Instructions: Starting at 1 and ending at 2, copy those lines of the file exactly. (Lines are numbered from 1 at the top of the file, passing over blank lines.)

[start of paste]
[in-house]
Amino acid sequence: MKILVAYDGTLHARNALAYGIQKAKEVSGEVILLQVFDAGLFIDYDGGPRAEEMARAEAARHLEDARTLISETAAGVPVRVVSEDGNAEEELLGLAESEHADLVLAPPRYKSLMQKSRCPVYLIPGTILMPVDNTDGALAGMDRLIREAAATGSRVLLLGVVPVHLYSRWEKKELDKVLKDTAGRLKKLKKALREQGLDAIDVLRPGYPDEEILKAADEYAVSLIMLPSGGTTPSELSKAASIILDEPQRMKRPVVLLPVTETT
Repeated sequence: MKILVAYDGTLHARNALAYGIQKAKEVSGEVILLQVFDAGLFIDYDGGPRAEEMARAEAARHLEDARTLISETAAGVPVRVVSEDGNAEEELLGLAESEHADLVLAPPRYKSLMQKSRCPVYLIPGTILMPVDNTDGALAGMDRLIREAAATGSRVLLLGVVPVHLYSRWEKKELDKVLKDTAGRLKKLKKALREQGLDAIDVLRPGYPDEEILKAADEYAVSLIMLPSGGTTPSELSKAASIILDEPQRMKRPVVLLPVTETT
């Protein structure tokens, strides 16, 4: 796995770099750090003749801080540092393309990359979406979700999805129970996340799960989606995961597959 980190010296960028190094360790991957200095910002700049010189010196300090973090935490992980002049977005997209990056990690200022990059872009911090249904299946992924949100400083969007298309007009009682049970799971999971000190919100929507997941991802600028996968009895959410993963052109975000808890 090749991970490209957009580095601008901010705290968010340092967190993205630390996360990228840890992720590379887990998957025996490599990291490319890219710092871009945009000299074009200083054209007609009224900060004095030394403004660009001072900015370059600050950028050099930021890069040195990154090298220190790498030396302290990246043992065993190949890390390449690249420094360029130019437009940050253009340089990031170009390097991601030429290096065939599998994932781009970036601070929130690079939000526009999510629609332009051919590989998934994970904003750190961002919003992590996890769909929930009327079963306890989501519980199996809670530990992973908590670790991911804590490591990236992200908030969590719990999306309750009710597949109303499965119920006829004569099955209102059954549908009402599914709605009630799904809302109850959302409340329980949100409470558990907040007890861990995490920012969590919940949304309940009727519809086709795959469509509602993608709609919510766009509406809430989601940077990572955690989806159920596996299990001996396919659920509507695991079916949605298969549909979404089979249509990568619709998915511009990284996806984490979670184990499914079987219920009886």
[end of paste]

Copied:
[in-house]
Amino acid sequence: MKILVAYDGTLHARNALAYGIQKAKEVSGEVILLQVFDAGLFIDYDGGPRAEEMARAEAARHLEDARTLISETAAGVPVRVVSEDGNAEEELLGLAESEHADLVLAPPRYKSLMQKSRCPVYLIPGTILMPVDNTDGALAGMDRLIREAAATGSRVLLLGVVPVHLYSRWEKKELDKVLKDTAGRLKKLKKALREQGLDAIDVLRPGYPDEEILKAADEYAVSLIMLPSGGTTPSELSKAASIILDEPQRMKRPVVLLPVTETT